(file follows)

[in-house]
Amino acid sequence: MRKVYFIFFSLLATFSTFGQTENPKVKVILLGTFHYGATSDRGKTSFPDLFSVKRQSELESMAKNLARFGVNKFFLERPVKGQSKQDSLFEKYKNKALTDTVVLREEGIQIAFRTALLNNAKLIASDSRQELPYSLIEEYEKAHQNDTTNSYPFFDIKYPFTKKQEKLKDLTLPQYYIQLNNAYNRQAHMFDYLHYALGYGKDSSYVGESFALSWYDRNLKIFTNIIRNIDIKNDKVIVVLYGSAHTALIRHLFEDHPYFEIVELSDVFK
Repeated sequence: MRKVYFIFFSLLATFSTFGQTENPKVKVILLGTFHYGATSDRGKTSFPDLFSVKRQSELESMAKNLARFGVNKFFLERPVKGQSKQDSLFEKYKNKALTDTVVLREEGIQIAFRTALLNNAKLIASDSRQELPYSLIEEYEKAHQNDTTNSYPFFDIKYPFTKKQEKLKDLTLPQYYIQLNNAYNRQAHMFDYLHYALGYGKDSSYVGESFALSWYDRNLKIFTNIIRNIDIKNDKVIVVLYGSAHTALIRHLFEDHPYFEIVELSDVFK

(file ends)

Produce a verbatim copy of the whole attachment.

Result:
[in-house]
Amino acid sequence: MRKVYFIFFSLLATFSTFGQTENPKVKVILLGTFHYGATSDRGKTSFPDLFSVKRQSELESMAKNLARFGVNKFFLERPVKGQSKQDSLFEKYKNKALTDTVVLREEGIQIAFRTALLNNAKLIASDSRQELPYSLIEEYEKAHQNDTTNSYPFFDIKYPFTKKQEKLKDLTLPQYYIQLNNAYNRQAHMFDYLHYALGYGKDSSYVGESFALSWYDRNLKIFTNIIRNIDIKNDKVIVVLYGSAHTALIRHLFEDHPYFEIVELSDVFK
Repeated sequence: MRKVYFIFFSLLATFSTFGQTENPKVKVILLGTFHYGATSDRGKTSFPDLFSVKRQSELESMAKNLARFGVNKFFLERPVKGQSKQDSLFEKYKNKALTDTVVLREEGIQIAFRTALLNNAKLIASDSRQELPYSLIEEYEKAHQNDTTNSYPFFDIKYPFTKKQEKLKDLTLPQYYIQLNNAYNRQAHMFDYLHYALGYGKDSSYVGESFALSWYDRNLKIFTNIIRNIDIKNDKVIVVLYGSAHTALIRHLFEDHPYFEIVELSDVFK